The cave of Kastania is one of the prettiest in Greece and among the richest in diversity in Europe. A visit to the cave is a good reason on its own to visit Vatika, south of Monemvasia. This is a legendary cave, with stalactites hanging in clusters oﬀ the roof like dripping wax, forming innumerable diﬀerent shapes that defy the imagination, and in such a vast array of colours that it boggles the senses. Kastania Cave is over 3 million years old, yet has managed to remain almost untouched by human activity. The chambers that are open to the public are 1,500 square metres in total and the path that leads through them is just 300 metres long and easy to walk. The only permanent resident in this cave (and it is unlikely that you will encounter it) is the spider-like dolichopod cricket.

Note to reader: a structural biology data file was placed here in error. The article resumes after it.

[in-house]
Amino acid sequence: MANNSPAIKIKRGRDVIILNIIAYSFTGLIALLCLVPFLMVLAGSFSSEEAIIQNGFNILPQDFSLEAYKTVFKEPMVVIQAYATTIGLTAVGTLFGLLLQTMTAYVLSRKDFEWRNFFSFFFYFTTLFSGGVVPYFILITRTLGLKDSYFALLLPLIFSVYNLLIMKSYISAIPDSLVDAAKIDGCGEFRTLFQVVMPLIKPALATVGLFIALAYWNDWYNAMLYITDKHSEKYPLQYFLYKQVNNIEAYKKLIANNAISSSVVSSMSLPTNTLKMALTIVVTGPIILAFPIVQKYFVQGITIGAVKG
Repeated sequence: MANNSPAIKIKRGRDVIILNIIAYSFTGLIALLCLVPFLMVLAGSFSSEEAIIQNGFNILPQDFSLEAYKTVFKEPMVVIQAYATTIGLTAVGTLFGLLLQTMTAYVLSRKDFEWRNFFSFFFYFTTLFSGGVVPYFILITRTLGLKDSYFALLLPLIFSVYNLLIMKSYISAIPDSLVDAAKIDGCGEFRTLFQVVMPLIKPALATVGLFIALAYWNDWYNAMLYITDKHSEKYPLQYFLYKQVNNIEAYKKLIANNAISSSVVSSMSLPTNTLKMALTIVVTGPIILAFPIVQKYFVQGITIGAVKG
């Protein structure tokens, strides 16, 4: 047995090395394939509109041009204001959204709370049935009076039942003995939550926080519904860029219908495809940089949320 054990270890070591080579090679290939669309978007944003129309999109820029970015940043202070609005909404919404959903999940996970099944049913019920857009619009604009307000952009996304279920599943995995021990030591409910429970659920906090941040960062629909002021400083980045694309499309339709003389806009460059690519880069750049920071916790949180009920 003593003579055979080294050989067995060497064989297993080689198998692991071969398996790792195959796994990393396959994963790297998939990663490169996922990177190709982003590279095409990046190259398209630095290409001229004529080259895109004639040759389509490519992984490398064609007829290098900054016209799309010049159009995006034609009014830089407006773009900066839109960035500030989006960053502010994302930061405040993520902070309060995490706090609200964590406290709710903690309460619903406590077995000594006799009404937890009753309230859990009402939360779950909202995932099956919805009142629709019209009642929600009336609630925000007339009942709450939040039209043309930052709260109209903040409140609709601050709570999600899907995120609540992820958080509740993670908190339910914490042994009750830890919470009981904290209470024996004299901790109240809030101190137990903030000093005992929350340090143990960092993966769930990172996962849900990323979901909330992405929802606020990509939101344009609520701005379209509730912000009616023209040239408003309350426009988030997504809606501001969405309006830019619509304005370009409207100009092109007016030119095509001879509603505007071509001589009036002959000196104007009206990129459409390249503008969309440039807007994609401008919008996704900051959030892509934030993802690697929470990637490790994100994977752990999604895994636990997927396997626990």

Once you are back out in the sunshine, take a dip at the beach of Panaghia below the cave and then head back uphill for a stroll around the hamlets of Ano (Upper) and Kato (Lower) Kastania, which were built by sailors in a truly magniﬁcent landscape. Kato Kastania boasts a restored oil mill that is worth some attention. It was built in 1840 by Konstandis Kapetanakis (also known as Tsalavoutas), a hero of the Greek War of Independence.